Avoid Shopping Cart Injuries Among Young Children

If you are the parent of a young child, you are probably doing a great job of being careful and alert with the most commonly known dangers in your child's daily life. You most likely read magazines and brochures to keep up on the latest information. You probably would not think of taking your child somewhere in the car without buckling him up in the car seat first. You may have bought a helmet to protect her when she rides her bike, and you certainly know to watch your child at all times when around water.   However, one common, less thought about danger is the shopping cart. Although shopping carts can make shopping much easier and more convenient for mothers with young children, each year thousands of children are hurt by shopping carts.

Along with cuts and bruises, injuries also include fractures, concussions and more serious internal injuries. Injuries occur when a child either jumps of falls from the shopping cart; the cart overturns; or the child is hit by, falls against, or is pinched in the folding mechanism.

Although we cannot possibly predict every move our child will make and becoming paranoid can be counter-productive, it is important to remember how much our children need our constant supervision. Lack of supervision always increases the risk for a young child.   Consider these three simple tips when using a shopping cart with your child:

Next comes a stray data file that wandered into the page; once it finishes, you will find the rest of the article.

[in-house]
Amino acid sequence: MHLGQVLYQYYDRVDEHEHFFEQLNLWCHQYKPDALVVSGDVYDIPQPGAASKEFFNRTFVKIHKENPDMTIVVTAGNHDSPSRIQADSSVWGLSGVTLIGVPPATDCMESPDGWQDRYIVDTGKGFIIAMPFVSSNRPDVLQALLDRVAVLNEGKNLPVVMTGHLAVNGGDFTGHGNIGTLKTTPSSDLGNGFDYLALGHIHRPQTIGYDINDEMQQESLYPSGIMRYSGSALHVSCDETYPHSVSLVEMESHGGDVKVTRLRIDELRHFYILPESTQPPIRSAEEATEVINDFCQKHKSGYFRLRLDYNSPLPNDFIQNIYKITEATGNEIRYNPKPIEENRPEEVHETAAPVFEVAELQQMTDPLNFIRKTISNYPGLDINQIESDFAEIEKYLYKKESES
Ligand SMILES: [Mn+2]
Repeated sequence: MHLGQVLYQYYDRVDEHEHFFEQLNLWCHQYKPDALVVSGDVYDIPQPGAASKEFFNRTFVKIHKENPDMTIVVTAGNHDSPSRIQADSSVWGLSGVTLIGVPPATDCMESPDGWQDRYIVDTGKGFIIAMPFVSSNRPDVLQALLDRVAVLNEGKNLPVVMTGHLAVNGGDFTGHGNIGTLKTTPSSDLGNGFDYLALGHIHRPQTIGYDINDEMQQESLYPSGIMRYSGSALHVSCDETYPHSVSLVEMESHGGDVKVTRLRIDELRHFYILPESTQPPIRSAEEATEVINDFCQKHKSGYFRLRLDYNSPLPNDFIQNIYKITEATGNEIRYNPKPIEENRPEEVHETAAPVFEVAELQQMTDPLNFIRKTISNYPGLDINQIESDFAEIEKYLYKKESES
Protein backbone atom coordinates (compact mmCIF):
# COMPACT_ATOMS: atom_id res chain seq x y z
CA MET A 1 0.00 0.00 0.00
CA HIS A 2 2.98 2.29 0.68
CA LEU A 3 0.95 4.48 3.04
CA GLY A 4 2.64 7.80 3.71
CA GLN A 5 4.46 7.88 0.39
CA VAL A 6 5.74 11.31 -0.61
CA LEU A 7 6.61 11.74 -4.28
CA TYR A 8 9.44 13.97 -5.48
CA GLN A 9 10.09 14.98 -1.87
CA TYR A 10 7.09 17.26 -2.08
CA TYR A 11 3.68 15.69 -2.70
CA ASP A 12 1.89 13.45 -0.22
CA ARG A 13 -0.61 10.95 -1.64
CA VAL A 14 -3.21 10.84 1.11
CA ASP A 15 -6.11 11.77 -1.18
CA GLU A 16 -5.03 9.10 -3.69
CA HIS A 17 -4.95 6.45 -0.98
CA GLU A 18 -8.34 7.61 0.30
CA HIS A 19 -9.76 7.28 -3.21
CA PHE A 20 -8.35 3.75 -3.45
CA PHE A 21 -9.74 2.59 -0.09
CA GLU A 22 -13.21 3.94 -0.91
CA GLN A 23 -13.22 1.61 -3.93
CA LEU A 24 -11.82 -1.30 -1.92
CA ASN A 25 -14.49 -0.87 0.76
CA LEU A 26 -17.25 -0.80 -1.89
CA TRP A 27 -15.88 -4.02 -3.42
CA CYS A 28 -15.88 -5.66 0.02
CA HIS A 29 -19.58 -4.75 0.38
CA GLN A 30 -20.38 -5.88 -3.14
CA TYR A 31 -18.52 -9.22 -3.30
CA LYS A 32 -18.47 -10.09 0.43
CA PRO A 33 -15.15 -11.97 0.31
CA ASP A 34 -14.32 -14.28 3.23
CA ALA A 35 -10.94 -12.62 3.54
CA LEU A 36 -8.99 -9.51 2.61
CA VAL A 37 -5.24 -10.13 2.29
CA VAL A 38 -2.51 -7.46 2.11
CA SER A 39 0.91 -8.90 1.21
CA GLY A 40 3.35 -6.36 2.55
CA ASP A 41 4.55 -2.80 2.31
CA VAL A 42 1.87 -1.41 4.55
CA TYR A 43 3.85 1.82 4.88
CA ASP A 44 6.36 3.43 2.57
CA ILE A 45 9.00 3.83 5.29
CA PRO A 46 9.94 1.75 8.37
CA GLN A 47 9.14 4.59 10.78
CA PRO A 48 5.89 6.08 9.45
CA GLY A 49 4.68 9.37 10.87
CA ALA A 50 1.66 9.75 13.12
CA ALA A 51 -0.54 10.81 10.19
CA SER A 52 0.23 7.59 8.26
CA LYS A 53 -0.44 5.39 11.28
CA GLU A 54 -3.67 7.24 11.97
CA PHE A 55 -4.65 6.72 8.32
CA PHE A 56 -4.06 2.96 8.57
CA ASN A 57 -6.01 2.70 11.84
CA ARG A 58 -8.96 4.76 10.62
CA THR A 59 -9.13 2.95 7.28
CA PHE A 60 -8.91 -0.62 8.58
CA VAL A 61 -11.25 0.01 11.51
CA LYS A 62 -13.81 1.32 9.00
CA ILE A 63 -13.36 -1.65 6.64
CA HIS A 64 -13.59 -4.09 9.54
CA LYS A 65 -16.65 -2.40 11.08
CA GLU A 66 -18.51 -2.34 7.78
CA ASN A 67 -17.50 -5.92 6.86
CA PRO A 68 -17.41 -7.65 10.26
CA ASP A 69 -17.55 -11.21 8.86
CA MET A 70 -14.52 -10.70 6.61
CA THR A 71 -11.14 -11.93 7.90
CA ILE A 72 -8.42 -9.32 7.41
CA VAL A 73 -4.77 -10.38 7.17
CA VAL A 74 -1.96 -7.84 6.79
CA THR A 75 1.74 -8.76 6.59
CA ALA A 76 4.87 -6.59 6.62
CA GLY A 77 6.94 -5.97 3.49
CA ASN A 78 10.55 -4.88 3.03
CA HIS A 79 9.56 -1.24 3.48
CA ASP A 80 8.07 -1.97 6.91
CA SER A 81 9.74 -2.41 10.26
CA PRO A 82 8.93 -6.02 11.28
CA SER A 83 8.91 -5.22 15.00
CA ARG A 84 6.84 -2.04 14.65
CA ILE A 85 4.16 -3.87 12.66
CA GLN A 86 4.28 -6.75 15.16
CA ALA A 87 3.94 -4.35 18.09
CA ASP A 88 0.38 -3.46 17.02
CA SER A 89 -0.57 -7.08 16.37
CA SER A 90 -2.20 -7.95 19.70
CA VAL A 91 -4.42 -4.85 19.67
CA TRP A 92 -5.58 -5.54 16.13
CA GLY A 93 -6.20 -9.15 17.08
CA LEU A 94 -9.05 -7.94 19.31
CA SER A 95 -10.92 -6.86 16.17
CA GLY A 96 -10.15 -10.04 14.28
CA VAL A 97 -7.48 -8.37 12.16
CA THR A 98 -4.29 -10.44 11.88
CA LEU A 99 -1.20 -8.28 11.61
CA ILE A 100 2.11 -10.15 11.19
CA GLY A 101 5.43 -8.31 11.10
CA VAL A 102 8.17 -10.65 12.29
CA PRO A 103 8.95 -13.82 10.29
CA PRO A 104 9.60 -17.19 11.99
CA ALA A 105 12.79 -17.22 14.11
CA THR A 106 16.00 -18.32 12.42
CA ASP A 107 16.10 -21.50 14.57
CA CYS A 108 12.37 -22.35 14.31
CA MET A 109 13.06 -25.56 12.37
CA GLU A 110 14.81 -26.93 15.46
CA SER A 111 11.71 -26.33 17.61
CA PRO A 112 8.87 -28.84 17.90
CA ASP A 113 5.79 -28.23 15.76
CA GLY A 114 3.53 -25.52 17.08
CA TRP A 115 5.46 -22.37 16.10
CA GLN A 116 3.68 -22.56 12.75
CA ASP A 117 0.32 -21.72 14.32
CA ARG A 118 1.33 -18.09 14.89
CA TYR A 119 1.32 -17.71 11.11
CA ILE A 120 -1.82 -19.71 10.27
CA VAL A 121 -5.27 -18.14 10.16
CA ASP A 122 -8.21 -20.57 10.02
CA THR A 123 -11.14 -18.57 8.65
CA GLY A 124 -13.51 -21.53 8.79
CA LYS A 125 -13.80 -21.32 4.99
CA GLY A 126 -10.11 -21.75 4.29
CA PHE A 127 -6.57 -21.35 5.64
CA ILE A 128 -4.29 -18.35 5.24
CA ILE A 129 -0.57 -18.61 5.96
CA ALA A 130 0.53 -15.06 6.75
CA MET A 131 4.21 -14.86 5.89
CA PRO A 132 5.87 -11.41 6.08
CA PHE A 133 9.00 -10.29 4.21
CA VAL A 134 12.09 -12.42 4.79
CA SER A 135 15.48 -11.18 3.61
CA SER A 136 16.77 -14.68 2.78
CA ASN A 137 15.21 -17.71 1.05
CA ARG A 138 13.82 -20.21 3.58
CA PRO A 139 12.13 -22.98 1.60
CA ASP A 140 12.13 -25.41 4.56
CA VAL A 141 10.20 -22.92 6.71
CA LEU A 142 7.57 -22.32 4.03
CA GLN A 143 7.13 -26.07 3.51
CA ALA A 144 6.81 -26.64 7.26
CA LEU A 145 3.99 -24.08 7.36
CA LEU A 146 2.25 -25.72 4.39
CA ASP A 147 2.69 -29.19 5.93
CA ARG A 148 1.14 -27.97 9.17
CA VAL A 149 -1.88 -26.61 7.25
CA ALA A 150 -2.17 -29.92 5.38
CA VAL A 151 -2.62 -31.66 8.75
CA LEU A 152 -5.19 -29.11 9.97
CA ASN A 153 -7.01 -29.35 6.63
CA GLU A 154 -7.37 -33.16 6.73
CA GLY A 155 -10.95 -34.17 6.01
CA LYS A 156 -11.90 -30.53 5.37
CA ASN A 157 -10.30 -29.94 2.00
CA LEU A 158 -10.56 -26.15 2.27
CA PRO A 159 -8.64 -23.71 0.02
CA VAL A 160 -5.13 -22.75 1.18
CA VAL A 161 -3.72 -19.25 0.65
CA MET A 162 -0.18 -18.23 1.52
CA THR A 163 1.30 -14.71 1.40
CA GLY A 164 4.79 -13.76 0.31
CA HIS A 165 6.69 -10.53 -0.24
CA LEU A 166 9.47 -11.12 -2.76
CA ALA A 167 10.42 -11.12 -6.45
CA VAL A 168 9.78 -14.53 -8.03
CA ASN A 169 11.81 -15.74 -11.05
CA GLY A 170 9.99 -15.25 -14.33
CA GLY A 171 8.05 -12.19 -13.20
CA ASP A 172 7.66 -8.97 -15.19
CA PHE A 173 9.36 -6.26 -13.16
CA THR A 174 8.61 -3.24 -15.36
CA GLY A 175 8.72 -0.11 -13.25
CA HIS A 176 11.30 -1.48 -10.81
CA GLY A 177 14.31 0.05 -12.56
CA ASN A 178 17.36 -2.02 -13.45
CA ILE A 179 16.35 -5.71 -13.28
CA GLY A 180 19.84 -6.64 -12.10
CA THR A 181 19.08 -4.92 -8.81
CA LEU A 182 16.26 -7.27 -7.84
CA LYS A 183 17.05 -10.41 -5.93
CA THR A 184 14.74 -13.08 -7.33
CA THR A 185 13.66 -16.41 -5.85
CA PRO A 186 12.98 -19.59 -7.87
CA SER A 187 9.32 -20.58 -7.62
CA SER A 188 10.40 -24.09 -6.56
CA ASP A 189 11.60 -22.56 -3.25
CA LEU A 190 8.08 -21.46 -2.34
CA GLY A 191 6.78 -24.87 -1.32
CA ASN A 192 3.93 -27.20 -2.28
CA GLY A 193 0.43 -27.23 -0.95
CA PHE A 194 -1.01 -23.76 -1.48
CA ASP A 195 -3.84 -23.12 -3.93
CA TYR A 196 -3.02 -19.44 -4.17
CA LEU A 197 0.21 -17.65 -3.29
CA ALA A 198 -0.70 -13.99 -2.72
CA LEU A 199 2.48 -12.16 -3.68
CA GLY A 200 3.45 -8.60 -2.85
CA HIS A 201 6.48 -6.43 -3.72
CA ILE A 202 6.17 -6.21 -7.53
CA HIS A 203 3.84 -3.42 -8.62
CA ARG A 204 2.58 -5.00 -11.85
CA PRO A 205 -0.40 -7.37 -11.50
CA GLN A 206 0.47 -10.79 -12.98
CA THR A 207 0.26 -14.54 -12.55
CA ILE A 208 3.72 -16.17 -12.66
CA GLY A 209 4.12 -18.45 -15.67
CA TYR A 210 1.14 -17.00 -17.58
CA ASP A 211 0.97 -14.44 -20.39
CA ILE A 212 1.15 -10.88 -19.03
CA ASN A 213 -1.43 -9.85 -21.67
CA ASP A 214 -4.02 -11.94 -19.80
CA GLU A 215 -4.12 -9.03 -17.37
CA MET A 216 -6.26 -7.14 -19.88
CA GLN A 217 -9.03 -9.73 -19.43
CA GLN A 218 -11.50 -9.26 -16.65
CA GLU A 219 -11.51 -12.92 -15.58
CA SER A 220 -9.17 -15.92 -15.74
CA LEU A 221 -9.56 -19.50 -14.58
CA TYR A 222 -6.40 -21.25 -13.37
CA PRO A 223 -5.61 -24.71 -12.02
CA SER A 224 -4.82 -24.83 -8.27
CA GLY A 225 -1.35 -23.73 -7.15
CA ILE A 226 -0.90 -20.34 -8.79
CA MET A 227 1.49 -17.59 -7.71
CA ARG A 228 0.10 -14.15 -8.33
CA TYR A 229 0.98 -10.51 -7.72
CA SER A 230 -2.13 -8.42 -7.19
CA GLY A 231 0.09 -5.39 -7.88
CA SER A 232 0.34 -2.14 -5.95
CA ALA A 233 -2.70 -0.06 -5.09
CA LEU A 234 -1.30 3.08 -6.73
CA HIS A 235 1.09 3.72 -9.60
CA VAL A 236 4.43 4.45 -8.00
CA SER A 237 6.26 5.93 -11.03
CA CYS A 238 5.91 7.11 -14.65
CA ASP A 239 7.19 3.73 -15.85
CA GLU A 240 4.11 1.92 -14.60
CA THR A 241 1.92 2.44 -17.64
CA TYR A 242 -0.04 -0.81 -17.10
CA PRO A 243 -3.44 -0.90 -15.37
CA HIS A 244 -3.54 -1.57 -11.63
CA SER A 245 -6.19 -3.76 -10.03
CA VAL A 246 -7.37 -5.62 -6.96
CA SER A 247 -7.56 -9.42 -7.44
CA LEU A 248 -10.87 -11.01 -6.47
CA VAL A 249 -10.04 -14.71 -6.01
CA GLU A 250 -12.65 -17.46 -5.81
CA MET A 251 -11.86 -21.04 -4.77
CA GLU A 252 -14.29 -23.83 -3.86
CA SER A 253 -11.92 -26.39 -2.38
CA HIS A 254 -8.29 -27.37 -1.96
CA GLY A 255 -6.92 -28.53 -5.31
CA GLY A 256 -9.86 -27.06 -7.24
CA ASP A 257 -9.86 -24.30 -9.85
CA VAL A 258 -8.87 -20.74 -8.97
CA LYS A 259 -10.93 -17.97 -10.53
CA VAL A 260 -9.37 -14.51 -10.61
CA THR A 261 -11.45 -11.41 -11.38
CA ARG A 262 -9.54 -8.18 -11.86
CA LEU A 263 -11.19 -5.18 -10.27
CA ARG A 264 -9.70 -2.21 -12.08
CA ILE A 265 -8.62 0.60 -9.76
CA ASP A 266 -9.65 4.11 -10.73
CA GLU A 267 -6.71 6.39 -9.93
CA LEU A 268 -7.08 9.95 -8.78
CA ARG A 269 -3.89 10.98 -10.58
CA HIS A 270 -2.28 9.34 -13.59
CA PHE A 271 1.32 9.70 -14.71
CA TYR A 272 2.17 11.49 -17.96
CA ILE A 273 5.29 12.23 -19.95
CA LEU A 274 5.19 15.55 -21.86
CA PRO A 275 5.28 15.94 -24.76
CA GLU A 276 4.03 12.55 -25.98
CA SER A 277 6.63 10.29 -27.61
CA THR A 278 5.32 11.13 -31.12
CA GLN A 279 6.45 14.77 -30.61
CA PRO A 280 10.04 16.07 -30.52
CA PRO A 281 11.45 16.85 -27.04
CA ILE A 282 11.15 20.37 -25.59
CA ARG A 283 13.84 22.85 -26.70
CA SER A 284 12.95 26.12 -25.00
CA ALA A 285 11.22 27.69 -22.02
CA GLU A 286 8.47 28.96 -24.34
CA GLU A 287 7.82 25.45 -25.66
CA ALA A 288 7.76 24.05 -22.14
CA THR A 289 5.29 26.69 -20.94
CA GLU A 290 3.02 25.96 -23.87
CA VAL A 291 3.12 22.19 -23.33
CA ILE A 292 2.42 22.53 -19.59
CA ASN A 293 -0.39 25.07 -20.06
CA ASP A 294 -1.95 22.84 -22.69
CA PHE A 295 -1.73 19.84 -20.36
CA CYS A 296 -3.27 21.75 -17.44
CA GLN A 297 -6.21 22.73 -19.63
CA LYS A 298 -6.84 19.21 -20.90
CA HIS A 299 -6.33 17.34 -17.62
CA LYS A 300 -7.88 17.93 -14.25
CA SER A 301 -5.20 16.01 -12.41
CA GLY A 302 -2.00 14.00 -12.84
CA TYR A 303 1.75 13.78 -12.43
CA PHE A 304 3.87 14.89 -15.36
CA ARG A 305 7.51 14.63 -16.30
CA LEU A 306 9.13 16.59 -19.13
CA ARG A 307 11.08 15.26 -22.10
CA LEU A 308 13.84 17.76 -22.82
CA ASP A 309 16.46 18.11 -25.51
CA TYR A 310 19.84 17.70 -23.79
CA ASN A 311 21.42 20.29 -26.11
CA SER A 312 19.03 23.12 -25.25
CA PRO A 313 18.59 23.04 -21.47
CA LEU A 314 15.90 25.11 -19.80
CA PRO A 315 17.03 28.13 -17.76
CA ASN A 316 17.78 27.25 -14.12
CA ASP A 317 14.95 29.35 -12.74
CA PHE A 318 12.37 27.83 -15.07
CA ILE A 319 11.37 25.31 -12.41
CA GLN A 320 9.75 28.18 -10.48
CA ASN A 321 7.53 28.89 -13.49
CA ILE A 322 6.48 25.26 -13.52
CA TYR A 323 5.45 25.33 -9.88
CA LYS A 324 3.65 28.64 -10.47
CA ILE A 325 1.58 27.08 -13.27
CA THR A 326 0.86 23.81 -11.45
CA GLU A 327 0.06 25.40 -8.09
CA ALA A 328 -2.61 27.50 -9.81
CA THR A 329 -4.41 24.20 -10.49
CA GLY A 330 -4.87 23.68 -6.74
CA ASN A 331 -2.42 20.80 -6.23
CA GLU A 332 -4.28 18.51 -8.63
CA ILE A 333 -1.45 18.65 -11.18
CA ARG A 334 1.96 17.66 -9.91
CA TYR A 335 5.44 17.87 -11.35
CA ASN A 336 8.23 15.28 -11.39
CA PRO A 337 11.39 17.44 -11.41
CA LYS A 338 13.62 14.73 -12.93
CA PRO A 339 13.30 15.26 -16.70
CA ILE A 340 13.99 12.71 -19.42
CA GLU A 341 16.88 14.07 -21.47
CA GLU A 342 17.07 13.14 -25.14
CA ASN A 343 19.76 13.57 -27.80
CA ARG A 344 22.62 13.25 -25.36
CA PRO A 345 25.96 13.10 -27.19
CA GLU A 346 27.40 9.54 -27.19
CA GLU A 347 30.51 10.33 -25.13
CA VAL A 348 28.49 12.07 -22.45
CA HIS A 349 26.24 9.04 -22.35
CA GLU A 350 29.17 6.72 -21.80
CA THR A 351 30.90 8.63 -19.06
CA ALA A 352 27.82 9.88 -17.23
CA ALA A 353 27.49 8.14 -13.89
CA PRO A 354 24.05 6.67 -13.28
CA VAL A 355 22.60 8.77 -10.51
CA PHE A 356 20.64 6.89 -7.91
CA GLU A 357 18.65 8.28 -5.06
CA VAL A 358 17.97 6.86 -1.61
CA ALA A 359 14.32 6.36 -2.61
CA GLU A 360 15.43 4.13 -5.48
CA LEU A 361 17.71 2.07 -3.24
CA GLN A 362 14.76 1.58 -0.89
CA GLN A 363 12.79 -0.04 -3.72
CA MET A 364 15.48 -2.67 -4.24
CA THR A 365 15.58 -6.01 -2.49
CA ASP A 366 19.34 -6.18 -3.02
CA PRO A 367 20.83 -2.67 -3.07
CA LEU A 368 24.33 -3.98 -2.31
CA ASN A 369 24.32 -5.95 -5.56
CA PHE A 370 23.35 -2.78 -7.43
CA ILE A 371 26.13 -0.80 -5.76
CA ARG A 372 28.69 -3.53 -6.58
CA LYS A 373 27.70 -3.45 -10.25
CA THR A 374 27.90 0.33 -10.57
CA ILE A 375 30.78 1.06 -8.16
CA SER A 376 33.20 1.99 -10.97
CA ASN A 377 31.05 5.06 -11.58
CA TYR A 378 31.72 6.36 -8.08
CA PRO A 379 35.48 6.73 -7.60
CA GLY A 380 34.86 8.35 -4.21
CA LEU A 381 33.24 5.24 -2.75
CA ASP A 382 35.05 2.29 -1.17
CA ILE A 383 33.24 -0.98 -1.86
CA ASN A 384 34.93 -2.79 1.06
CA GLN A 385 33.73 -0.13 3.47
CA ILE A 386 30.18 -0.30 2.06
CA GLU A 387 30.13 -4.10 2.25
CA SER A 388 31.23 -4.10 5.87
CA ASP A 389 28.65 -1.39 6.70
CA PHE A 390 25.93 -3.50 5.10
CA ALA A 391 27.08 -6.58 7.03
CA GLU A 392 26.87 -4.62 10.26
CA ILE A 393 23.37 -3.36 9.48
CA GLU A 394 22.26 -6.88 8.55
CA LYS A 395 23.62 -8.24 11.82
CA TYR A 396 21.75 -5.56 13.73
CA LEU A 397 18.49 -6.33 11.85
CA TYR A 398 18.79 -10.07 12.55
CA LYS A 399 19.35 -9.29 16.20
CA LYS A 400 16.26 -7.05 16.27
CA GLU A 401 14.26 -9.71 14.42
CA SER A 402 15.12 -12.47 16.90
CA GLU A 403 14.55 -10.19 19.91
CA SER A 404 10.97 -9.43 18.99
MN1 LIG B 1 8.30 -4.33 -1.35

• Always use a harness or safety belt to secure a child in shopping cart seats.
  • Remain close to your cart and within eyesight of your child at all times.
  • Do not allow your child to stand up or push a shopping cart.

Recognizing these three safety precautions can reduce the risk that your child will be hurt by a shopping cart. For more information on this and other child safety hazards, visit www.safekids.org.

Submitted by Patti Faughn, family life educator with the University of Illinois Extension.

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